4. Hi what kind of pill should I use for growing facial hair…in fact I have zero facial hair

    5. Hi, would you recommend me shaving before I start taking Vitaveard or do you think i should just keep my bad patchy beard and see if it fills it in? Thanks

    6. Patchybeardwoe says:

      Hey there. The strange thing with my beard is that it is patchy due to trimming. I used to try and trim it down to stubble length, but wherever I went too close in this effort, my hair does not grow back! This means it is patchy on my face but thick on my chin, with a nice square shaped bald patch on my neck in one place! No ones ever heard of this before, can you cast any light on thus?

    7. I’ve read that DHT actually promotes hair loss and beard GROWTH. And that is why our beards grow faster in the summer, because vitamin d causes an increase in testosterone. I’ve read this same statement from posts of random trainers to accredited doctors. What are your thoughts on this?

      P.S. And in regard to the protein debacle, yes protein is deficient in most vegans and vegetarians due to lack of essential amino acids that can only be found in animal fats. They must put together complimentary proteins e.i. beans and rice, in order to TRY to create the closest possible match, which is why the soy bean is so popular as it is the ONLY non animal that provides those kinds of aminos.

    8. Hey Brandon, great website. I have 2 questions. Ok, here it goes. I suffer from patchiness around my cheek area. I’m 25 years old and have been shaving for about 6 years. My neck, mustache and chin grow dense and fast but my cheek and sideburn area still haven’t caught up. There are several individual hairs here and there but that’s it. I don’t know what to do. I am currently on my first week of Minoxidil, treating the cheek area.

      My first question is, how long should I use Minoxidil to treat the cheek area? Second question, should I allow nature to run its course and let whatever hair I have grow out? I continuously monitor my growth but I’ve been discouraged with my current results. Thanks again for your time. Cheers.

      • Great questions. If you’re using minoxidil, then you’re already one step ahead of the game. You need to use it forever to enjoy the benefits. You can use beard growth vitamins as a great companion to the minoxidil.

        I have found that the longer you let your beard grow, the more it covers up patchy areas and the better it looks. Just put your razor and trimmer in a closet for a while and let your chin do its work.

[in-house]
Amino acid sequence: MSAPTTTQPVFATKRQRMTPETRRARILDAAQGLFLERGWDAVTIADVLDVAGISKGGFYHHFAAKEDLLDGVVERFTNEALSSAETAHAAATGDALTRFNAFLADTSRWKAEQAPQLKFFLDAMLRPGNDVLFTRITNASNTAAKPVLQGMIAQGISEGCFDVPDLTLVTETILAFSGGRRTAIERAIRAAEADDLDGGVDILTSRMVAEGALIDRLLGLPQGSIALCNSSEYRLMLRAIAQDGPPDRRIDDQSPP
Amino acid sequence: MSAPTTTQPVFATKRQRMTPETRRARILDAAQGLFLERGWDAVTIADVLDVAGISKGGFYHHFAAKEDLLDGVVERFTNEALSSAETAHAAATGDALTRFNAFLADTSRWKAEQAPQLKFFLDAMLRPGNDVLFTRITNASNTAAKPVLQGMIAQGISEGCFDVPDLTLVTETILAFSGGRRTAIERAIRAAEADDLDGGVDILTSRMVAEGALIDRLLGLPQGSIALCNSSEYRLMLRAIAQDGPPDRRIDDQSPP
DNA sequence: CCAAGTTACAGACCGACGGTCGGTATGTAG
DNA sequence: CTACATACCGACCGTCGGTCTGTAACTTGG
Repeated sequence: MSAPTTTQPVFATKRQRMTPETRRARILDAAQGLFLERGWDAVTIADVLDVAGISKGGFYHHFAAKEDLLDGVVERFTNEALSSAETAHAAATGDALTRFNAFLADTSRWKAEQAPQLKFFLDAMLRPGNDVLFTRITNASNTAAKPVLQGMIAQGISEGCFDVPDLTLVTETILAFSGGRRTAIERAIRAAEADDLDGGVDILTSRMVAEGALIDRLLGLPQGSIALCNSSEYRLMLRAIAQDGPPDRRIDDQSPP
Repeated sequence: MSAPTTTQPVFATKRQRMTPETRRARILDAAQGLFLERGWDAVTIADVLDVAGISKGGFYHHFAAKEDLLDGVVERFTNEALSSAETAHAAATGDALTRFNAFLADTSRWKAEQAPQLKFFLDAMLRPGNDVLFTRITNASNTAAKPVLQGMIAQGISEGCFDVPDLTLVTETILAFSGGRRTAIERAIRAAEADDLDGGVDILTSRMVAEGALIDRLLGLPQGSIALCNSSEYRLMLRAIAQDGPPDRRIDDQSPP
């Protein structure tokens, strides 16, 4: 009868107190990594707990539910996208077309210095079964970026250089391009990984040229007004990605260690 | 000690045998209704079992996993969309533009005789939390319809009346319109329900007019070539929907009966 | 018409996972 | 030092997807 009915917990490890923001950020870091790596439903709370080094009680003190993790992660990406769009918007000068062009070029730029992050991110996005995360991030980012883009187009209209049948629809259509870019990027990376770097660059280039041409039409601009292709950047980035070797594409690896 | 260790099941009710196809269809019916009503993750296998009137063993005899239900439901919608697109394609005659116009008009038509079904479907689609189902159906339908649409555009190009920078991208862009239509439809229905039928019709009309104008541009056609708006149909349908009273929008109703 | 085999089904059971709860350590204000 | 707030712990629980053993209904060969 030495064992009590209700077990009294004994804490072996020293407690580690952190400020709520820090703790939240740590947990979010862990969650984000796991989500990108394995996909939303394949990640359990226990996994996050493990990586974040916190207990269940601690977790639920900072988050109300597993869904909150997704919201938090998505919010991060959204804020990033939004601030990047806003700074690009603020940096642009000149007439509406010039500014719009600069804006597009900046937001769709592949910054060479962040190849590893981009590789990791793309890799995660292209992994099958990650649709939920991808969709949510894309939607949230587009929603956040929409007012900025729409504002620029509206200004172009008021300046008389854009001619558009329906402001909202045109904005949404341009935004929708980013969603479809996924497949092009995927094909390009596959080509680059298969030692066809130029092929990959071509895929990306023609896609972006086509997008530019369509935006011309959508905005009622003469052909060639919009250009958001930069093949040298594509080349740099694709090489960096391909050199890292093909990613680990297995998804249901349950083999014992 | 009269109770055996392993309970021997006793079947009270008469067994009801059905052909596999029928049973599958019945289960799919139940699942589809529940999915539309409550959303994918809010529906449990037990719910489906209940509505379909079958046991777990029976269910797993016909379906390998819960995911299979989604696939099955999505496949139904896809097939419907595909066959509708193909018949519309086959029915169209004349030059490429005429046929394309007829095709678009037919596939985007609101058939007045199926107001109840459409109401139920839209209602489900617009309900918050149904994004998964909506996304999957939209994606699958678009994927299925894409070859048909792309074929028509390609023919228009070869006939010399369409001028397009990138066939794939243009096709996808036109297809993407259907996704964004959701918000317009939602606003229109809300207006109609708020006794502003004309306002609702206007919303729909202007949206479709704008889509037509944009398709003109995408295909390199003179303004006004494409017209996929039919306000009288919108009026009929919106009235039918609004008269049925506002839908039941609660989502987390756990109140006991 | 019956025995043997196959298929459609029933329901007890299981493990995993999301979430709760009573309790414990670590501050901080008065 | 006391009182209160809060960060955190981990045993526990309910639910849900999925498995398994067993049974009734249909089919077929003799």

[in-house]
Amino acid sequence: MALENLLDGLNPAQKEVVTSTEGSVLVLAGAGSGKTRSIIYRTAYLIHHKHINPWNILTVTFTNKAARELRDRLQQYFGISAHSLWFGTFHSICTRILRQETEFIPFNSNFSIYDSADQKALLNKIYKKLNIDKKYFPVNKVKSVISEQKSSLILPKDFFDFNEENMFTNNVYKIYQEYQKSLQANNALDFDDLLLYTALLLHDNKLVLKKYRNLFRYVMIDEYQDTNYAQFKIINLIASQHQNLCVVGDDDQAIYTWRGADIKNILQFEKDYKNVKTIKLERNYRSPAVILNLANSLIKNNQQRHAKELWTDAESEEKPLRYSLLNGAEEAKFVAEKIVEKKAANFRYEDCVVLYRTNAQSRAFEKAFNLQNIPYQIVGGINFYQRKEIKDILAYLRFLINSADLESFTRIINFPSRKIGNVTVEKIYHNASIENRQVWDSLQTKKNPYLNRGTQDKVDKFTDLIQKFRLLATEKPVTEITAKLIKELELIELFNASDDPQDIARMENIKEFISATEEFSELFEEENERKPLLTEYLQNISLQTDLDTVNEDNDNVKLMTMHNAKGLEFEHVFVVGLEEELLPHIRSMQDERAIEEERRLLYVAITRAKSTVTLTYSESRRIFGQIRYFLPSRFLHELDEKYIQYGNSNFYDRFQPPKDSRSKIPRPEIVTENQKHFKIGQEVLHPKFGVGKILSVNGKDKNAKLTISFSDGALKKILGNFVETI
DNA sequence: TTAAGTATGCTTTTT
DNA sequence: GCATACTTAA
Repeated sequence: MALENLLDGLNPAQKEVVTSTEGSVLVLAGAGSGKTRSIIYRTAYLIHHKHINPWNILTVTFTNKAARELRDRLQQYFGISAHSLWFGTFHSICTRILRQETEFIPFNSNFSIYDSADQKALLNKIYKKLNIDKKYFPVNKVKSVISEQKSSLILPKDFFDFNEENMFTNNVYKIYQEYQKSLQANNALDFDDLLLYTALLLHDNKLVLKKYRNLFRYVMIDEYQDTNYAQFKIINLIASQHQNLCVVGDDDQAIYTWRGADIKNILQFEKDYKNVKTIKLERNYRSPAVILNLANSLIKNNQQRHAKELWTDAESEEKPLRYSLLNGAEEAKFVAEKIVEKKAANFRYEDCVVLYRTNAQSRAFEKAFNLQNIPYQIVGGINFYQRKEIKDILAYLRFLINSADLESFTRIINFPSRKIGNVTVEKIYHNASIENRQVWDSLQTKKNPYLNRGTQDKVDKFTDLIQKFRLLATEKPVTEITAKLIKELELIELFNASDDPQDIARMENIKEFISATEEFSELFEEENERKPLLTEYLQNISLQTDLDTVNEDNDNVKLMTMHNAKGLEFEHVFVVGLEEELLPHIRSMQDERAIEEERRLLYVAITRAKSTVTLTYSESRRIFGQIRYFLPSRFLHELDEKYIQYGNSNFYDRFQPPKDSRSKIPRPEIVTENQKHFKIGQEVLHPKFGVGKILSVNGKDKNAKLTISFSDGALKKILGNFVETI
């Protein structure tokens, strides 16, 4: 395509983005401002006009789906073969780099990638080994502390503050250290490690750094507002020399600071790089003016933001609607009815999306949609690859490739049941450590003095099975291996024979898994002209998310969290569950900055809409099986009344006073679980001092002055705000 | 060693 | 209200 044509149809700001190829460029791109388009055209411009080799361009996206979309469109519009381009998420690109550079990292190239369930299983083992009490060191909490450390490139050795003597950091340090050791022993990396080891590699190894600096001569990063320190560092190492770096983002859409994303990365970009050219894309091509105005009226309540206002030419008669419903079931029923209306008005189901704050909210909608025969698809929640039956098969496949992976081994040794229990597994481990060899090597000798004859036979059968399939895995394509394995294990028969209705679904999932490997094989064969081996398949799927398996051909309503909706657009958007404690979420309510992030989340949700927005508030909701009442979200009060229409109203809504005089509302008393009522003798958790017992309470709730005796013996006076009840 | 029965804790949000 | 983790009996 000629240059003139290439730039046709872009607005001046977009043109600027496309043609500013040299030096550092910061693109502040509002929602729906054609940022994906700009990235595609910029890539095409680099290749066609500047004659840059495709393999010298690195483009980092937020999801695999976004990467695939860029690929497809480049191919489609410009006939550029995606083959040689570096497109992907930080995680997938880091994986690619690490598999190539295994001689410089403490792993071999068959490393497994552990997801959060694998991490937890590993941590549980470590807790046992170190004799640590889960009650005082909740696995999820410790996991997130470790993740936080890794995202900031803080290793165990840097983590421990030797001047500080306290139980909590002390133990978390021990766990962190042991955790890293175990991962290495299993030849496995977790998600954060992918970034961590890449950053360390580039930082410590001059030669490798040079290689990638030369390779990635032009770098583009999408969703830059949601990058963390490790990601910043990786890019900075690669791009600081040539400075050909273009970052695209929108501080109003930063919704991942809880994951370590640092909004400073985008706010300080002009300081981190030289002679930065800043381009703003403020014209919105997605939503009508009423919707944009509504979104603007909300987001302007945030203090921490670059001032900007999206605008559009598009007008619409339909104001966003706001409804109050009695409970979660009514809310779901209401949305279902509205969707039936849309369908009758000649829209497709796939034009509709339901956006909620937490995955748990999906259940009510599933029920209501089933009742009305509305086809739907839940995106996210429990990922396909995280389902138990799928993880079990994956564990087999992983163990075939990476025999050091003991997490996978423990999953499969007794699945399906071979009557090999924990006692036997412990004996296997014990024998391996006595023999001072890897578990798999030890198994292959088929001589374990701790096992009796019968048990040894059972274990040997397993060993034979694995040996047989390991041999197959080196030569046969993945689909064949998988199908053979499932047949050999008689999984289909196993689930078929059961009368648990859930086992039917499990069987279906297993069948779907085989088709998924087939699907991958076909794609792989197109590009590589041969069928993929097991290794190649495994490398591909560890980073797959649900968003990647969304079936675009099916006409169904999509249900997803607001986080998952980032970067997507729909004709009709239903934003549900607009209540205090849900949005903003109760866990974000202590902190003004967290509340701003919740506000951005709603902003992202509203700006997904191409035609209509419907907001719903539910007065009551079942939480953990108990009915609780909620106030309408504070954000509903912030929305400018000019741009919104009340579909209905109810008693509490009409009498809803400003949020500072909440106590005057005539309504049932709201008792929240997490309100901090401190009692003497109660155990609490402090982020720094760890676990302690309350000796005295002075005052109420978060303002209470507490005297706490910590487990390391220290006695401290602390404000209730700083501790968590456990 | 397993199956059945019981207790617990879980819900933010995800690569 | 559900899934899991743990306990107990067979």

Happy bearding!

    9. Hey I’ve grown a full beard in the past that was thick and healthy and now when I try to grow it back out I have a big bald spot in the middle of my chin. Why do think it did that? Thanks

    10. So… Ive been growing my beard for about 3 years with a trim every few months or so (lady accepts the beard not the yeard) but… randomly i find some beard hairs falling out… are my hair follicles weak? or is it normal?

      P.S. Going to start making my own beard oils and balms thanks to this site!

    11. I keep my beard trimmed at anywhere from 5-7mm for work. I’ve got some light patching in my cheek area and one small patch one side of my jaw line. My beard is fairly thick by the sideburns, right-side jawline, chin and mustache, but the left-side jawline and both cheeks are very thin. Would applying Lipogaine and the beard shampoo be worth a try for the money seeing as I keep my beard so short? I already take a pretty good multi-vitamin for weigh lifting that has a lot of the properties of beard vitamins.

    12. Alex Mitchell says:

      Hello there. Love the article and site! I’m 18 and have been growing my beard for about 10 months, it is about 5 inches long and curly. Lately I’ve been getting dry skin and dandruff underneath my beard. I shampoo and condition it daily but the problem just started. I’m thinking it’s because of the cold weather drying my skin out. Is there any advice you can give me to eliminate this problem?

    13. John Schoolcraft says:

      Hello! I am 19 soon to be 20 and my beard is fairly even besides along the very middle of my chin where it is almost bare besides small hairs, I was wondering if this kind of thing is natural and if I should just wait till I’m closer to the 25 year old mark to worry. Would love to hear a reply, the article was very imformitive. :)

    14. Hey Brandon,

      I am considering to buy lipogaine as I got a patchy beard. However I live in Indonesia and I am going to buy the products from France.

      A single lipogaine product of 60 ml / 2 oz will cost me about 40 euros and I am considering to buy 3 of them.

      What would you consider the minimum quantity to have some ‘beard improvement’ ?


    15. Hey Brandon,

      I recently came across your site and have found it hugely useful and entertaining. You’ve inspired me to start making my own beard balm!

      This post particularly resonated with me because though my beard is naturally full, I’ve had temporary patches/holes during stressful times.